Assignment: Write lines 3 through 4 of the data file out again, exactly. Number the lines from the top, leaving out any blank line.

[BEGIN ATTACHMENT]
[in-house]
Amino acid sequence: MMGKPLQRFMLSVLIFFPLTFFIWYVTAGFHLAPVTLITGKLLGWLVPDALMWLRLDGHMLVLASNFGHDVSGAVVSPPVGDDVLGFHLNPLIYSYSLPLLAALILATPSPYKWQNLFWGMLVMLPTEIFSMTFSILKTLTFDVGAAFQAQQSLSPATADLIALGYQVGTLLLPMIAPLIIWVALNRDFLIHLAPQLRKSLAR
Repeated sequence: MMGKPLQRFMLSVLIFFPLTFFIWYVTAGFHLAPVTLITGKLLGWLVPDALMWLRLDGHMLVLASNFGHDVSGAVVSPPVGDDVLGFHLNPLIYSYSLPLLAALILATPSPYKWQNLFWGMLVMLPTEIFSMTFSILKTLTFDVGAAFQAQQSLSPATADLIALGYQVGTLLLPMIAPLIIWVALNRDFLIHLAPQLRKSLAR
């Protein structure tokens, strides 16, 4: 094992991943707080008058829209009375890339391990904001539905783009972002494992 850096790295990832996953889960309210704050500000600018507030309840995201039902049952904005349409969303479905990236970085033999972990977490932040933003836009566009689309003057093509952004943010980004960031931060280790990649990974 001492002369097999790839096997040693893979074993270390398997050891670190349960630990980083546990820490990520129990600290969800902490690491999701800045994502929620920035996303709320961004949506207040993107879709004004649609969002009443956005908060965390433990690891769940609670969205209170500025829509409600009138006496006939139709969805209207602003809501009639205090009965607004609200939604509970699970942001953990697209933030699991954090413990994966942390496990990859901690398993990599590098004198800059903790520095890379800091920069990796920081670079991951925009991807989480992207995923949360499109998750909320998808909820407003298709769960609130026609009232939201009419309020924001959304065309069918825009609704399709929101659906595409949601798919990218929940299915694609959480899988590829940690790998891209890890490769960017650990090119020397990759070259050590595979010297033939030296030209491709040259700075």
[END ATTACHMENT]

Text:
Repeated sequence: MMGKPLQRFMLSVLIFFPLTFFIWYVTAGFHLAPVTLITGKLLGWLVPDALMWLRLDGHMLVLASNFGHDVSGAVVSPPVGDDVLGFHLNPLIYSYSLPLLAALILATPSPYKWQNLFWGMLVMLPTEIFSMTFSILKTLTFDVGAAFQAQQSLSPATADLIALGYQVGTLLLPMIAPLIIWVALNRDFLIHLAPQLRKSLAR
């Protein structure tokens, strides 16, 4: 094992991943707080008058829209009375890339391990904001539905783009972002494992 850096790295990832996953889960309210704050500000600018507030309840995201039902049952904005349409969303479905990236970085033999972990977490932040933003836009566009689309003057093509952004943010980004960031931060280790990649990974 001492002369097999790839096997040693893979074993270390398997050891670190349960630990980083546990820490990520129990600290969800902490690491999701800045994502929620920035996303709320961004949506207040993107879709004004649609969002009443956005908060965390433990690891769940609670969205209170500025829509409600009138006496006939139709969805209207602003809501009639205090009965607004609200939604509970699970942001953990697209933030699991954090413990994966942390496990990859901690398993990599590098004198800059903790520095890379800091920069990796920081670079991951925009991807989480992207995923949360499109998750909320998808909820407003298709769960609130026609009232939201009419309020924001959304065309069918825009609704399709929101659906595409949601798919990218929940299915694609959480899988590829940690790998891209890890490769960017650990090119020397990759070259050590595979010297033939030296030209491709040259700075």